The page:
Sorry to hijack this topic, but the original post WAS about the constancy of c.

I would just like to point out to the original poster that the hard evidence that exists to support the constancy of c may be flawed.

I have been struggling with this recently while checking out VSL theory:

http://frontwheeldrive.com/joao_magueijo.htmlHowever, I find that there exists a setting where both SR and VSL fit, which involves a bit of a paradox.

A relative contstant? Is that possible?

VSL speculates that c was faster at the beginning of the universe. How could this be and ALSO include SR with a constant c?

I believe the relativity of c has to do with observers at different time-energies. relative yet constant.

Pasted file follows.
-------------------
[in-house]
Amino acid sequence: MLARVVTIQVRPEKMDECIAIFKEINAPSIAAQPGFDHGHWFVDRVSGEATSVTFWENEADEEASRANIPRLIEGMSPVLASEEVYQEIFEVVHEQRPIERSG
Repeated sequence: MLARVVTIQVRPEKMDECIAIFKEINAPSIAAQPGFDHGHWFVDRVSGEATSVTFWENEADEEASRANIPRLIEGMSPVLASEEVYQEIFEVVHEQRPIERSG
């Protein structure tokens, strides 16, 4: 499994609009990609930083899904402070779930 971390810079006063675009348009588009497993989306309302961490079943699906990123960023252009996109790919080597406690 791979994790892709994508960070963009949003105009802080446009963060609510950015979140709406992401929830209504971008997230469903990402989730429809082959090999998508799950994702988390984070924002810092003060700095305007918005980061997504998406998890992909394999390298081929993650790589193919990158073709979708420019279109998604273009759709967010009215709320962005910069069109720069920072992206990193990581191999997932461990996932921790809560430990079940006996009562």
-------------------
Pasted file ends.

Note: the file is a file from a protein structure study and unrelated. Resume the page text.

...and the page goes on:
an observer at the beginning of the universe measures c and gets 300,000km sec.

an observer today measures c and gets the same results

an observer today measures c based on light being emitted from the beginning of the universe and gets the smae results.

**now the interesting part**

an observer today measures the SAME burst of light that the observer at the beginning of the universe measured and gets a result greater than c.

(this is a philisophical discussion at this point)

Why?

If everything is decaying at the same rate (t), then t becomes the constant and c becomes relative.

However, basd on SR, we know that t is relative as well, which again makes the paradox of the relative constant. Observable time is relative, yet universal time is absolute?